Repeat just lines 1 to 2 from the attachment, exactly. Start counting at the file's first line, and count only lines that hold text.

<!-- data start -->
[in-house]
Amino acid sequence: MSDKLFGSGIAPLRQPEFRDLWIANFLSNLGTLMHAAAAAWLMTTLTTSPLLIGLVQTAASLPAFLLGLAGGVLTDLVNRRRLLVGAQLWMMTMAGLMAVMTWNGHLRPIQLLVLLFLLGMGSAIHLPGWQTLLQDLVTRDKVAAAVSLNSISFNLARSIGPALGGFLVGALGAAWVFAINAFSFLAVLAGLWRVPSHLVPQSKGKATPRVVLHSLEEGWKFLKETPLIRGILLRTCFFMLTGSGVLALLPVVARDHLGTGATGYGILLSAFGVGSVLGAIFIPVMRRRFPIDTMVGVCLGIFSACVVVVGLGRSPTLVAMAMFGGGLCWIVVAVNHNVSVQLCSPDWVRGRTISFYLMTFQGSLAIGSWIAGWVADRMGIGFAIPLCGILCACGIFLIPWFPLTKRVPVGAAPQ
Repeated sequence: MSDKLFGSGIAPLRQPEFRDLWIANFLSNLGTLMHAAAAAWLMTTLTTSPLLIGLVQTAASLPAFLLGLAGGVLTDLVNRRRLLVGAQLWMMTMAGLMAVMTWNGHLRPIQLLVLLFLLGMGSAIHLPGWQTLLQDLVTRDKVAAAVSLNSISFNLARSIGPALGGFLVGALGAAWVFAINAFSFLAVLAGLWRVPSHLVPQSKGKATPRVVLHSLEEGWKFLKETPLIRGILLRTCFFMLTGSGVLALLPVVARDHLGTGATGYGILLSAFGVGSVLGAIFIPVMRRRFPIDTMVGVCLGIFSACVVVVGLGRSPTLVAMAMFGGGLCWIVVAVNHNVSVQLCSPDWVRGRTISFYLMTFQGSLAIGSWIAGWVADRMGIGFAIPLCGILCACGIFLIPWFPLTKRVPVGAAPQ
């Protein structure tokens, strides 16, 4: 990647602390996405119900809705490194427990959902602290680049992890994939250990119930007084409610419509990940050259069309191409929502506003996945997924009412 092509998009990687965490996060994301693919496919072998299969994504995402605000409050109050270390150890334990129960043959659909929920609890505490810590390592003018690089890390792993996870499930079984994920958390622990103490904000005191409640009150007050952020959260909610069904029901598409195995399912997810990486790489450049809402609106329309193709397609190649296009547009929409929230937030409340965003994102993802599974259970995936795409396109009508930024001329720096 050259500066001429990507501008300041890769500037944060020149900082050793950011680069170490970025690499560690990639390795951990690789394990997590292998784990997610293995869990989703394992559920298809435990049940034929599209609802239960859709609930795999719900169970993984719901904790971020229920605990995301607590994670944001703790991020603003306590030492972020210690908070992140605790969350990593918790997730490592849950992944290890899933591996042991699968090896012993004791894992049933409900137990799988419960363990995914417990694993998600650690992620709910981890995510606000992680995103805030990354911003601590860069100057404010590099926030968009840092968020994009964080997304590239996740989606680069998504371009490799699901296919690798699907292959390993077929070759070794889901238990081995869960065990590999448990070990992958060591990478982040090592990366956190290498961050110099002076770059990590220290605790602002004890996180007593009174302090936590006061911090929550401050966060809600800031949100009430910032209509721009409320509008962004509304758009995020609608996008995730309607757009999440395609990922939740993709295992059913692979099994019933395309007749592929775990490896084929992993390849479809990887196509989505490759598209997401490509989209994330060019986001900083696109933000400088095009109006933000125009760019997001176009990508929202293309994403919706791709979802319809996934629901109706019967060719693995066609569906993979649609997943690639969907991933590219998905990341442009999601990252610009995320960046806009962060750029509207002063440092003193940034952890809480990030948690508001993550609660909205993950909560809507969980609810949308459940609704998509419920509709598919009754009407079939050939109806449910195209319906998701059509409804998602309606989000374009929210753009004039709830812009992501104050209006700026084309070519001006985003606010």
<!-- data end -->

[in-house]
Amino acid sequence: MSDKLFGSGIAPLRQPEFRDLWIANFLSNLGTLMHAAAAAWLMTTLTTSPLLIGLVQTAASLPAFLLGLAGGVLTDLVNRRRLLVGAQLWMMTMAGLMAVMTWNGHLRPIQLLVLLFLLGMGSAIHLPGWQTLLQDLVTRDKVAAAVSLNSISFNLARSIGPALGGFLVGALGAAWVFAINAFSFLAVLAGLWRVPSHLVPQSKGKATPRVVLHSLEEGWKFLKETPLIRGILLRTCFFMLTGSGVLALLPVVARDHLGTGATGYGILLSAFGVGSVLGAIFIPVMRRRFPIDTMVGVCLGIFSACVVVVGLGRSPTLVAMAMFGGGLCWIVVAVNHNVSVQLCSPDWVRGRTISFYLMTFQGSLAIGSWIAGWVADRMGIGFAIPLCGILCACGIFLIPWFPLTKRVPVGAAPQ